…in light of Paul’s passionate prose…

Paul can be a shocking figure, when he puts his mind to it.
He writes to the churches in and around what is now Greece and Turkey
to help them settle their grievances –
or at least to bring their attention to the futility of them…

Paul as a writer is intriguing –
as a preacher – intimidating –
but most often Paul’s work is used
in tiring and terrifying ways
to enforce morality of one kind or another,
and it is the mis-representation and misapprehension of Paul’s ideas
that give me the most trouble.

Paul writes of the dangers
of taking license with the gift of God that is our sexual selves
– and indeed, there is a good bit of sense in that –
but he writes too of the (greater danger?)
Of taking our freedom in Christ as liberty to ignore
the responsibility that come with our redemption.

To call ourselves “freed by Christ” is, of course, perfectly accurate,
but we are neither singly nor separately saved.
God’s great act of Salvation made known in Jesus Christ is offered for all people, for all time.
We accept this freedom as a work in progress,
acknowledging that there will be some rough patches yet
before we realize our full potential as children of God.

We recognize (some of the time) that this work has been fulfilled in some,
and remains unrealized in others: in short,
we have no real claim on the fullness of freedom.

“all things are lawful for me, but not all are beneficial” Paul writes
– this has the sound of an ancient proverb
that reminds us that we are not saved in isolation.
As personal as our faith may be, Salvation is a communal act.
We are freed, through Christ, by our individual decision,
but truly freed in the mutual action and interaction
that springs from that individual decision –
Paul reminds his flock that they (and of course, we too)
need always be aware that our interactions, one with another,
can (and should) be expressions of that freedom we know in Christ.

What of our freedom, then?
Our choices – our rights as citizens of the world
are remarkably wide open when you think of it –
we can do any amount of harm to ourselves as suits us,
without fear of reprimand.
Paul has noticed this too, and calls the faithful to
“drive out the wicked person from among you.” (1 Cor 5:13)
He points to those who have mistaken forgiveness of sin for freedom from responsibility –
idolaters, adulterers, prostitutes, thieves, the greedy, revilers and robbers, among many,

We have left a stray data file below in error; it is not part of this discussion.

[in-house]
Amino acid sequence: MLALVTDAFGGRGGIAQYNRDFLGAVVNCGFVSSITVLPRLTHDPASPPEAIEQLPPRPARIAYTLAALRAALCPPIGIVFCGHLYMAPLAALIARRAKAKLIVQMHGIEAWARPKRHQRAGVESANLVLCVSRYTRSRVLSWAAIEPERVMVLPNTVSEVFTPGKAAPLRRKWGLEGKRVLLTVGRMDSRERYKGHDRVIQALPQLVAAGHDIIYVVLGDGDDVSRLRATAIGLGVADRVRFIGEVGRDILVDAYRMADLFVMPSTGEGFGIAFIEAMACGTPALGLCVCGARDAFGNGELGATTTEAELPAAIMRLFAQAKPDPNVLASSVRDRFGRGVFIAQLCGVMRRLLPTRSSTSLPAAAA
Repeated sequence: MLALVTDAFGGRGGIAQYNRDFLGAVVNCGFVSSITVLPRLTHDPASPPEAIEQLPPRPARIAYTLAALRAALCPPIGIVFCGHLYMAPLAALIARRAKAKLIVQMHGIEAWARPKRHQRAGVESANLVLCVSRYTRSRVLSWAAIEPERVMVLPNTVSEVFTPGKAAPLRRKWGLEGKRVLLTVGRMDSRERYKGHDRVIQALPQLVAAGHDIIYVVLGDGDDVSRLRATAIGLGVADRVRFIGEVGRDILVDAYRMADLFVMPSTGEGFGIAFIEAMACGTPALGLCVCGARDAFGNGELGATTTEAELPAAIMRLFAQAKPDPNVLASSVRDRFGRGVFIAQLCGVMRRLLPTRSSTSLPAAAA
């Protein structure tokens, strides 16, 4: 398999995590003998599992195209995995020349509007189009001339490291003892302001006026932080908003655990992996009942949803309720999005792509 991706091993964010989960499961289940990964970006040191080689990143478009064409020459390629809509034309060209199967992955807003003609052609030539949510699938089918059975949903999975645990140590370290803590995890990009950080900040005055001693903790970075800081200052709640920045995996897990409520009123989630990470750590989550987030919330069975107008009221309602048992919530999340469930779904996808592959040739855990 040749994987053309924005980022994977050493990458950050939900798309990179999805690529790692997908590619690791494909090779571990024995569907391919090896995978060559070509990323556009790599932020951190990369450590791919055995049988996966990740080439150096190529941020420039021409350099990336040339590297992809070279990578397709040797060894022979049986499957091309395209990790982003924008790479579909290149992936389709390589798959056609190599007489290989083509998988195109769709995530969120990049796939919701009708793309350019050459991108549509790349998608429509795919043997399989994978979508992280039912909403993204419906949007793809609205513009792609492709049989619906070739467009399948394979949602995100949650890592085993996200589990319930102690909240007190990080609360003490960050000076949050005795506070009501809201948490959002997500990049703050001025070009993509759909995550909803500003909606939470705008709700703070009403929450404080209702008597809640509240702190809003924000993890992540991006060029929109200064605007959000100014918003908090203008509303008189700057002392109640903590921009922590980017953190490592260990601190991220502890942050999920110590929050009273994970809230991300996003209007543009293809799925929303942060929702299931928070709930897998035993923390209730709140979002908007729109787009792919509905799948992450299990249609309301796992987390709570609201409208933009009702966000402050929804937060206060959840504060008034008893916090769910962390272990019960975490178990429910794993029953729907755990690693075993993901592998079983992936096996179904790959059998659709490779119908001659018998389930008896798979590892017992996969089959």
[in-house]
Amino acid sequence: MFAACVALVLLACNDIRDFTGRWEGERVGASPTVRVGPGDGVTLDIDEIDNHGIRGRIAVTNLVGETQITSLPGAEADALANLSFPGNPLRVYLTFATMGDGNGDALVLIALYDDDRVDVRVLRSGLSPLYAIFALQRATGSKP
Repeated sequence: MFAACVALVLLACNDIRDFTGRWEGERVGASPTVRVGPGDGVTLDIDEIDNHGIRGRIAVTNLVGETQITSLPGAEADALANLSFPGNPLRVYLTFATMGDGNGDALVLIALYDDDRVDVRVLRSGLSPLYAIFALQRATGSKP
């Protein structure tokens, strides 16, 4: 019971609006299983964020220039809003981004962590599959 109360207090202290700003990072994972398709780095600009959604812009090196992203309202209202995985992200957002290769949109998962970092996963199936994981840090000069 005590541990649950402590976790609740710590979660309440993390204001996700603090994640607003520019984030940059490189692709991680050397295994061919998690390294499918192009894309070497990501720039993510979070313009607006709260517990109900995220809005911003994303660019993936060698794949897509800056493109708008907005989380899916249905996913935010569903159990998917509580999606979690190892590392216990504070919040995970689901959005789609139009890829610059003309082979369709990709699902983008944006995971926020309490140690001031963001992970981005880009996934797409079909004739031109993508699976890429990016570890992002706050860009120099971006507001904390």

who have not changed their attitudes or their habits as a result of their decision.

Paul’s zeal for this seems contrary to the Spirit of love that we find in Christ,
but for all his bluster, Paul’s message has that love at its very core.

Our freedom – our redemption – is, after all, the supreme gift of love.
A gift that heals relationship between Creator and Creation.
Our nature as relational beings is part of that gift –
we need one another for companionship, correction, praise and pity.
This is reflected in the response to the first question in the newest Catechism of the Church:
What is God’s purpose for our lives…?
“We have been made for joy; joy in knowing, loving and serving God – joy in knowing, loving and serving one another; joy in the wonder of all God’s works.”
That purpose covers a lot of ground – social, sexual and sacred –
and still we misunderstand the scope of the freedom granted us by grace.

Having been ‘made right with God through Christ’s living, dying and rising’,
we are still held responsible for our stewardship of that gift.
And in the end, the test is not “what does Paul say is right or wrong?”,
but rather “what use of our freedom honours the spirit of the gift, and the glory of the giver?”
Now, I’m no prude, but I wonder;
does the trend towards sexualization and objectification in society
– think of any advertisement you have seen in the last 10 days; beautiful people doing beautiful things – buying stocks, or socks –
does this use of our ‘freedom’ benefit anyone?
Does it honour the spirit of the gift, or give glory to God?

Suddenly we see the passion behind Paul’s fiery speech.
Life/living need not always be about sex and money –
and when it is, Paul would see us abandon the useless pursuit of those things.

Being made for joy, we may certainly be led to joy in our relationships –
if they are founded in love, respect and the knowledge
that they are ours to savour, not squander.
That joy, which we find revealed in its fullness in Christ,
is ours to share –
in the loving, respectful, God-honouring treatment
of ourselves and of one another –
treatment that should not abide greed, idolatry, robbery,
or any attitudes that make objects out of individuals –
or turn compassion into a commodity.

God so loved the world – that Jesus came – that sin is forgiven –
that joy is made complete.
It is in the spirit of that love we are called to live
– to act as though we were loved –
to love our neighbours and our selves, in ways that are fitting, and right,
and which honour God’s loving act.

That is the platform that Paul fights from
whatever else folks say about him.

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